Anna Paquin, Lena Olin, Giancarly Giannini

PG13 for disturbing images, intense terror sequences, — thematic elements, and language, 102 min.

Fat Albert —

The misadventures of a group of boys growing up today — in a Philadelphia neighborhood, based on characters created by Bill Cosby.

Omar Grandberry, Marques Houston, Kenan Thompson

PG for momentary language, 93min.

Finding Neverland —

Five Golden Globe nominations for a tale of fantasy inspired — by the life of Jame Barrie, the author of "Peter Pan." Set in London in — 1904, the film following Barrie's creative journey to bring the character — of Peter Pan to life, from his first inspiration for the story up until — the play's premiere. Johnny Depp, Kate Winslet, Julie Christie.

PG for mild thematic elements and brief language. 101 — min.

Flight of the Phoenix —

A plane crashes in a sandstorm, and a group of people — struggle desperately to survive. Their only hope is using the wreckage — of the plane to cobble together a craft to carry them to safety.

Dennis Quaid, Giovani Ribisi.

PG-13 for some action, language and violence. 113 min.

Kinsey —

3 Golden Globe Nominations including Best Motion Picture — Drama, Actor, Supporting Actress The life story of Alfred Kinsey, a man — driven to uncover the most private secrets of the nation, and a journey — into the mystery of human behavior. In 1948, Kinsey irrevocably changed — American culture and created a media sensation with his book, Sexual Behavior — in the Human Male, followed shortly thereafter by one on the human female. — Written and Directed by Bill Condon ("Gods and Monsters") Liam Neeson, — Laura Linney, Chris O'Donnell, Peter Sarsgaard, Timothy Hutton, John Lithgow, — Tim Curry, Oliver Platt

R for pervasive sexual content, including some graphic — images and descriptions, 118 min.

Lemony Snicket's A Series of Unfortunate Events

Intelligent, charming, unlucky siblings Violet, Klaus — and Sunny are left orphaned after a house fire. They're sent to live with — Count Olaf, a distant relative who has dastardly designs on the family — fortune. Based on the first of three books in the Lemony Snicket series. — Jim Carrey, Meryl Streep, Jude Law

PG for thematic elements, scary situations and brief language. — 112 min.

Life Aquatic with Steve Zissou —

With a plan to exact revenge on a mythical shark that — killed his partner, oceanographer Steve Zissou rallies a crew that includes — his estranged wife, a journalist, and a man who may or may not be his — son. Quirky fun.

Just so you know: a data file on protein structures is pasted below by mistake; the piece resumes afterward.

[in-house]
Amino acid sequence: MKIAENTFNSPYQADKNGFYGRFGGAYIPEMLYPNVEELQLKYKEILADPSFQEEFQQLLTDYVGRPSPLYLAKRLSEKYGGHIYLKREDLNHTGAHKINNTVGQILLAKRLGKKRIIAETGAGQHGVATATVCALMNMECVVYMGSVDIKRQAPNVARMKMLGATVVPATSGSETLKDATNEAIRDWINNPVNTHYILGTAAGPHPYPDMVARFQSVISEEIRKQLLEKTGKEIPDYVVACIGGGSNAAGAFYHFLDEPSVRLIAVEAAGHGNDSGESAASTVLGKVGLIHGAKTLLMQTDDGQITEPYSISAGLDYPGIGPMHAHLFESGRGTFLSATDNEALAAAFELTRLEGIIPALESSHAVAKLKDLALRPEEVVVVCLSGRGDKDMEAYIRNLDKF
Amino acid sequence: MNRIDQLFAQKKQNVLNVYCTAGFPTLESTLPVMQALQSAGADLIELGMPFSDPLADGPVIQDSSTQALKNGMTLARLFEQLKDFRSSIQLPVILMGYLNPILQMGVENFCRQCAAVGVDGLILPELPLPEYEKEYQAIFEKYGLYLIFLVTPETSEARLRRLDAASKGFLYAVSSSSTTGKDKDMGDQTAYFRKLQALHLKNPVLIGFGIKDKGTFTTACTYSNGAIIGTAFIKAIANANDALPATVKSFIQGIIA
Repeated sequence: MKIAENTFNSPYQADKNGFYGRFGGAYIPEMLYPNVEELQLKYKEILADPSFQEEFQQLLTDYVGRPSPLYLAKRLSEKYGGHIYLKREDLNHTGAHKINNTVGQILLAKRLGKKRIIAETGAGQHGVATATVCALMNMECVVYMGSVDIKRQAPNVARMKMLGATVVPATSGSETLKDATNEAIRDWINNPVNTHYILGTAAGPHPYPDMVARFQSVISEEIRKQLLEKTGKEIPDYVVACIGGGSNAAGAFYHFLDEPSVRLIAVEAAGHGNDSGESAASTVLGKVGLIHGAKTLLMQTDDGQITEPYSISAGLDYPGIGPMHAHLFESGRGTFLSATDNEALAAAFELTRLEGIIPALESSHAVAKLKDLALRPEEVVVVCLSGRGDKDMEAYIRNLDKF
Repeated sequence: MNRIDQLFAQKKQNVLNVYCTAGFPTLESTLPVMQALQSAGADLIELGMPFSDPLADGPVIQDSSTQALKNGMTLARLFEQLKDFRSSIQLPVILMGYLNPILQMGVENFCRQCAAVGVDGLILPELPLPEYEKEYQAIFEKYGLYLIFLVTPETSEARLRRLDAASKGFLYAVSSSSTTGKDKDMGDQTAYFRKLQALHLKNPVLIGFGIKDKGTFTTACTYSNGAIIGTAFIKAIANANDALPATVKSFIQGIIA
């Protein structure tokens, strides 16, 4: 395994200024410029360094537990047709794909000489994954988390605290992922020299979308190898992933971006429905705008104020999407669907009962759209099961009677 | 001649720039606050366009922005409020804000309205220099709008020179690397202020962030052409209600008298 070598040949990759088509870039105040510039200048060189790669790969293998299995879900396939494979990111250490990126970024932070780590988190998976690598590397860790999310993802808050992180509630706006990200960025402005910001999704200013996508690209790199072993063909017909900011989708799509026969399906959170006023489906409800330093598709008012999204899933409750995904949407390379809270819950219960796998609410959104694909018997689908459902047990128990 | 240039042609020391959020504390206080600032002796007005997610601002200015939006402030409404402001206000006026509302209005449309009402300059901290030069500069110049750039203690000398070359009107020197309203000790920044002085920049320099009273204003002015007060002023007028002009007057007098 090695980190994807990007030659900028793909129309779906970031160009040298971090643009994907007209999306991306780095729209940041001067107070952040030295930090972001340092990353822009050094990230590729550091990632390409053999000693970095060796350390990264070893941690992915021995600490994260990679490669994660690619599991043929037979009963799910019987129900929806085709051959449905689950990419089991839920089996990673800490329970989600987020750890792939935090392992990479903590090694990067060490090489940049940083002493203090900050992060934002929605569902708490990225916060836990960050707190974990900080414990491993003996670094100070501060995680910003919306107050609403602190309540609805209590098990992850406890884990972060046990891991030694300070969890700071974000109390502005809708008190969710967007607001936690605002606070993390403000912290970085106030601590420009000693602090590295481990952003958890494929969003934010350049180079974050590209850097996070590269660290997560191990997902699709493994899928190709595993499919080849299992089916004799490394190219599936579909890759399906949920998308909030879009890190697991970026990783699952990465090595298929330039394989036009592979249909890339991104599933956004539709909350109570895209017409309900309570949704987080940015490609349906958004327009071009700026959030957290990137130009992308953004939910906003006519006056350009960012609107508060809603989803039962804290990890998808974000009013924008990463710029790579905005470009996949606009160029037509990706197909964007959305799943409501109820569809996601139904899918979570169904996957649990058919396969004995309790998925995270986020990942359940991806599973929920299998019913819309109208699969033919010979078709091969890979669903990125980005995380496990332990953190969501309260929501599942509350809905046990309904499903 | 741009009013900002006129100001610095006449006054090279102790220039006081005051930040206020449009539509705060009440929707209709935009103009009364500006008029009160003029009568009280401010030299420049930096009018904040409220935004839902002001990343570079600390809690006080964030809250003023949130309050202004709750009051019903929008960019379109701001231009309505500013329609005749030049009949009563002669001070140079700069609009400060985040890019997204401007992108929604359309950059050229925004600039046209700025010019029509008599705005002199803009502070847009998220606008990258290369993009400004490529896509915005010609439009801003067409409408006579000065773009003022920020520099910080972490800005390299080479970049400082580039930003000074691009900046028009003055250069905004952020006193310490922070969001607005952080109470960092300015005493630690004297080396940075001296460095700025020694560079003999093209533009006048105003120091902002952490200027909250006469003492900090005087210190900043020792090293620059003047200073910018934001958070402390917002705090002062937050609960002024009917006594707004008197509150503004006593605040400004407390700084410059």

Directed by Wes Anderson ("Royal Tenenbaums," "Rushmore," — "Bottle Rocket")

Bill Murray, Owen Wilson, Cate Blanchett, Anjelica Huston, — Willem Dafoe, Jeff Goldblum.

R for language, some drug use, violence and partial nudity, — 118 min.

Meet the Fockers —

In "Meet the Parents", Greg Focker came to know his soon — to be in-laws. Now it's his parents turn. But the hyper-relaxed Fockers — and the tightly wound rneses are woefully mismatched.

Ben Stiller, Robert DeNiro, Barbra Streisand, Dustin Hoffman, — Blythe Danner, Teri Polo

PG-13 for crude and sexual humor, language and a brief — drug reference, 115 min.

Ocean's Twelve —

Danny and his gang head to Amsterdam, Rome and Paris for — new heists, where they contend with Terry's revenge, Europol, and a mysterious — French rival. George Clooney, Brad Pitt, Matt Damon, Catherine Zeta-Jones, — Julia Roberts, Andy Garcia

PG-13 for language, 125 min.

Polar Express —

A boy who still believes in Santa Claus despite the skepticism — of his peers, is rewarded for his loyalty when a train pulls up in front — of his house on Christmas Eve to take him to the North Pole. Written and — directed by Robert Zemickis ("Castaway", "Forrest Gump", "Back to the — Future"). Based on the popular children's book by Chris Van Allsburg. — Tom Hanks (digitized animation). G/100 min.

Sideways —

A struggling, 40ish novelist is frustrated over his stalled — career and the fact that his struggling actor buddy is about to get married. — With their emotional baggage in tow, the two set off for a week of debauchery — in the Napa Valley wine country before the wedding. Paul Giamatti, Thomas — Haden Church, Virginia Madsen, Sandra Oh

R for language, some strong sexual content and nudity, — 125 min.

Spanglish —

Culture collide as a beautiful native Mexican woman, the — mother of an equally stunning 12-year-old girl, becomes the housekeeper — for an affluent Los Angeles family.

Written and directed by James Brooks. Starring Adam Sandler, — Tea Leoni, Paz Vega, Cloris Leachman.

PG-13 for some sexual content and brief language. 128 — min.

White Noise —

A successful architect's peaceful existence is shattered — by the disappearance and death of his wife. He is later contacted by a — man claiming to be receiving messages from the wife through EVP - electronic — voice phenomenon. Michael Keaton, Deborah Kara Unger, Chandra West, Ian — McNeice

PG-13 for violence, disturbing images and language, 98 — min.